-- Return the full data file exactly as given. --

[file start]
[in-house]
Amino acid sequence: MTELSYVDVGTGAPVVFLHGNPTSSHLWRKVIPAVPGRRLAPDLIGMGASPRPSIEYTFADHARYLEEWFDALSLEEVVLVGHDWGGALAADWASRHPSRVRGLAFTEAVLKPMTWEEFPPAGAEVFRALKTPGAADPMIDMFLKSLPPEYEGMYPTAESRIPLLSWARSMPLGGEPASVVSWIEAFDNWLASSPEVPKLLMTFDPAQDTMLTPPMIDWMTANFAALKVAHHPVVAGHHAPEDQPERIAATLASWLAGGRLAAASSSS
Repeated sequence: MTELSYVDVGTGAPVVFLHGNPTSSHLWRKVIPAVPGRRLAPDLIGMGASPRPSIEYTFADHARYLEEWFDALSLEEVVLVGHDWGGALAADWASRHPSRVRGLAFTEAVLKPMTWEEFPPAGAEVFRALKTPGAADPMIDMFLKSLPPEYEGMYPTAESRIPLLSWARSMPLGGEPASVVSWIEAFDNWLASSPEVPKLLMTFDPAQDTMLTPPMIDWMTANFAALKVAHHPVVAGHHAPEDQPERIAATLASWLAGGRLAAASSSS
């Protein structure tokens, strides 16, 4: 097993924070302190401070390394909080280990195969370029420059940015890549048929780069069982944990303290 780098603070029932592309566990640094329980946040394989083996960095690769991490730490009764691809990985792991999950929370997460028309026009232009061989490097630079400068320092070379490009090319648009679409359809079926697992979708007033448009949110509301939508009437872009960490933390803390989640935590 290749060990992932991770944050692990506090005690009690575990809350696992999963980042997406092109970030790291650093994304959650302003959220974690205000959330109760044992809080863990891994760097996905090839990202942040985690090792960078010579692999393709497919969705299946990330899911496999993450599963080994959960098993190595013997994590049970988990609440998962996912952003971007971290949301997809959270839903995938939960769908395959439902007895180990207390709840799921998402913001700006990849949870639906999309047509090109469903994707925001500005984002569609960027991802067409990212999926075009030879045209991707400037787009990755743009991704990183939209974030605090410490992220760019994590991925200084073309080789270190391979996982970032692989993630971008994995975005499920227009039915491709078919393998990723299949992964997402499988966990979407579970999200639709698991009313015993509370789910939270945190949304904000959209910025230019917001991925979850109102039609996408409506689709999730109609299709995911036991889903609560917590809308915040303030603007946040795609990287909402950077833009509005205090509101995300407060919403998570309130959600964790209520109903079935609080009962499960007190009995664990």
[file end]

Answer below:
[in-house]
Amino acid sequence: MTELSYVDVGTGAPVVFLHGNPTSSHLWRKVIPAVPGRRLAPDLIGMGASPRPSIEYTFADHARYLEEWFDALSLEEVVLVGHDWGGALAADWASRHPSRVRGLAFTEAVLKPMTWEEFPPAGAEVFRALKTPGAADPMIDMFLKSLPPEYEGMYPTAESRIPLLSWARSMPLGGEPASVVSWIEAFDNWLASSPEVPKLLMTFDPAQDTMLTPPMIDWMTANFAALKVAHHPVVAGHHAPEDQPERIAATLASWLAGGRLAAASSSS
Repeated sequence: MTELSYVDVGTGAPVVFLHGNPTSSHLWRKVIPAVPGRRLAPDLIGMGASPRPSIEYTFADHARYLEEWFDALSLEEVVLVGHDWGGALAADWASRHPSRVRGLAFTEAVLKPMTWEEFPPAGAEVFRALKTPGAADPMIDMFLKSLPPEYEGMYPTAESRIPLLSWARSMPLGGEPASVVSWIEAFDNWLASSPEVPKLLMTFDPAQDTMLTPPMIDWMTANFAALKVAHHPVVAGHHAPEDQPERIAATLASWLAGGRLAAASSSS
């Protein structure tokens, strides 16, 4: 097993924070302190401070390394909080280990195969370029420059940015890549048929780069069982944990303290 780098603070029932592309566990640094329980946040394989083996960095690769991490730490009764691809990985792991999950929370997460028309026009232009061989490097630079400068320092070379490009090319648009679409359809079926697992979708007033448009949110509301939508009437872009960490933390803390989640935590 290749060990992932991770944050692990506090005690009690575990809350696992999963980042997406092109970030790291650093994304959650302003959220974690205000959330109760044992809080863990891994760097996905090839990202942040985690090792960078010579692999393709497919969705299946990330899911496999993450599963080994959960098993190595013997994590049970988990609440998962996912952003971007971290949301997809959270839903995938939960769908395959439902007895180990207390709840799921998402913001700006990849949870639906999309047509090109469903994707925001500005984002569609960027991802067409990212999926075009030879045209991707400037787009990755743009991704990183939209974030605090410490992220760019994590991925200084073309080789270190391979996982970032692989993630971008994995975005499920227009039915491709078919393998990723299949992964997402499988966990979407579970999200639709698991009313015993509370789910939270945190949304904000959209910025230019917001991925979850109102039609996408409506689709999730109609299709995911036991889903609560917590809308915040303030603007946040795609990287909402950077833009509005205090509101995300407060919403998570309130959600964790209520109903079935609080009962499960007190009995664990």